Date: Saturday 9 May 2015
Venue: Birkbeck, University of London
Call for paper deadline: Friday 12 December 2014
“…if a man has not discovered something that he will die for, he isn’t fit to live”
(Martin Luther King, 23 June 1963, Speech at the Great March on Detroit)
This one day multi-disciplinary conference explores where and when a positive value has been placed on dying and death. How and why are certain ways of dying admired or even desired? In the name of religion, ideology, nation or emotion, some people have accepted or even sought death. In some instances, the ultimate sacrifice of life is thought to serve the greater social good; such deaths may be seen as honourable, noble and altruistic. Yet placing a positive value on death can be deeply problematic; these deaths are also condemned and regretted. This conference explores the many ways honourable deaths may be lamented, deplored, praised or embraced.
We welcome proposals for 20-minute long papers from doctoral candidates and early career researchers on any aspect of this broad topic and covering any geographical area and period. Proposals for papers might include (but are not limited to) case studies and/or explorations of:
- What types of death are (or have been) given positive value? In what does their merit lie? Who determines this value and how? Examples might include dying in war; religious martyrdom, deaths in civil and human rights protests; just war; memorials to the dead – literary, physical, ceremonial etc.;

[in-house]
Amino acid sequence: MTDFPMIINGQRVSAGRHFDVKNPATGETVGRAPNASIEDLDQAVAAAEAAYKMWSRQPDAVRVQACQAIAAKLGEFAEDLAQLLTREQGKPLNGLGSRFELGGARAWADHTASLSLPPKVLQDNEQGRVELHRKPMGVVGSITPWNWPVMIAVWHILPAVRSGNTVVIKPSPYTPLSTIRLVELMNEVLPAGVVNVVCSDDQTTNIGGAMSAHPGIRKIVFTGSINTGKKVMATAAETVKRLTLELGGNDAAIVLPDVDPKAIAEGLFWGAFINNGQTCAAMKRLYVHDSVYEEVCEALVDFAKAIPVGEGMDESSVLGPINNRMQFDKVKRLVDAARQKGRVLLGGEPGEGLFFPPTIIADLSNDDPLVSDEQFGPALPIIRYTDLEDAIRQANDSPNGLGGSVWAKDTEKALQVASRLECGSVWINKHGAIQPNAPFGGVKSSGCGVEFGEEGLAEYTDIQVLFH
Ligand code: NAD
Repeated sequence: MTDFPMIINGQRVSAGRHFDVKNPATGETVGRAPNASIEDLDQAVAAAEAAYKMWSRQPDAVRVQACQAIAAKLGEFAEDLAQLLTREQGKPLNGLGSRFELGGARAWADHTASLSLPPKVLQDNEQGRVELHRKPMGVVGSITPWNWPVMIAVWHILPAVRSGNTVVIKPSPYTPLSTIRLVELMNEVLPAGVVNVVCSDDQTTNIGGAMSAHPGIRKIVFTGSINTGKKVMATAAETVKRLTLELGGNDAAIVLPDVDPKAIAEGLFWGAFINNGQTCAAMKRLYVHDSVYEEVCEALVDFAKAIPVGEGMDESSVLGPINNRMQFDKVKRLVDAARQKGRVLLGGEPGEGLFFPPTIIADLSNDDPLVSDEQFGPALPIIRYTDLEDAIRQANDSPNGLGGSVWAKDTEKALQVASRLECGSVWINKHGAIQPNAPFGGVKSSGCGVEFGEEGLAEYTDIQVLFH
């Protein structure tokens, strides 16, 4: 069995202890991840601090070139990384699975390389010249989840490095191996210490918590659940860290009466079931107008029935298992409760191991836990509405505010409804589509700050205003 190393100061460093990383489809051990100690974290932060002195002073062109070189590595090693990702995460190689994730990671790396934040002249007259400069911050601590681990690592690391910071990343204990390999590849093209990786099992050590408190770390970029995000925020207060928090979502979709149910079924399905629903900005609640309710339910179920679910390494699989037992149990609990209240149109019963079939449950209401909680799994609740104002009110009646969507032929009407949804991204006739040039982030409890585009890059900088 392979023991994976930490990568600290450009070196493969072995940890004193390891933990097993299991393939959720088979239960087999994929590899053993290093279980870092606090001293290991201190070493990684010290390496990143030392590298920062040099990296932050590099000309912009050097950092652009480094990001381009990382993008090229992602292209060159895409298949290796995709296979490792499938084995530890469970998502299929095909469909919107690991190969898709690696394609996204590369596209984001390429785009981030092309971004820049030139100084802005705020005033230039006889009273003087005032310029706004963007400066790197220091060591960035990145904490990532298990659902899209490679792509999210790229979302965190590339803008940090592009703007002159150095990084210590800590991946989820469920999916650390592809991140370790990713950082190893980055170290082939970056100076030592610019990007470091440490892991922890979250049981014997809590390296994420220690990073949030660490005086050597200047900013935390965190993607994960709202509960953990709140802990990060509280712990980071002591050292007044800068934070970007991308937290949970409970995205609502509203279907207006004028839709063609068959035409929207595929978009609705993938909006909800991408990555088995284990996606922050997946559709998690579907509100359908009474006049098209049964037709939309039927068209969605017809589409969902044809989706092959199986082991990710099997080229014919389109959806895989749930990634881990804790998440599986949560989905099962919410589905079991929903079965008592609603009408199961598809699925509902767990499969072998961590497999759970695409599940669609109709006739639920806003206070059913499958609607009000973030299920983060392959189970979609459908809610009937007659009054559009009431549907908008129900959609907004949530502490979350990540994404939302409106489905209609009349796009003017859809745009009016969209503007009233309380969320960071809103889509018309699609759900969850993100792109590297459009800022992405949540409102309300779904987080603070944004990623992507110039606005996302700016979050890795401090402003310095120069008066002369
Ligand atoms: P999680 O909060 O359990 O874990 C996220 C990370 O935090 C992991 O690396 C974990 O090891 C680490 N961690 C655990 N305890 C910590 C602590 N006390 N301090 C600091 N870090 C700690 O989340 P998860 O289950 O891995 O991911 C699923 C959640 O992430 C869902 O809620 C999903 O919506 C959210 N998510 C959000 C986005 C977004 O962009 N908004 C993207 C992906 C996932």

- How and why have ideas about what constitutes a worthy death changed? What do these deaths tell us about the relationship between the social and the personal? Examples might include ‘noble’ Roman suicide, Japanese ritual suicide; sacrificial death; duelling;
- How has the notion of honourable death been used and abused, for example, in the case of ‘honour’ killing?
We welcome proposals from all relevant academic disciplines, which may include History, Religious Studies, Anthropology, Psychology and Psychosocial Studies, Philosophy, Politics, Literature Studies, History of Art, Classical Studies.
If you would like to present a paper, please submit an abstract (max. 500 words) along with a paragraph (max. 200 words) which outlines your institution, the academic discipline in which you are researching and your main doctoral/ research project.
Send your proposals to firstname.lastname@example.org by Friday 12 December 2014. We will inform you if your paper has been accepted by Friday 23 January 2015.
Sue Blunn and Guy Beckett, Co-Conveners
Birkbeck, University of London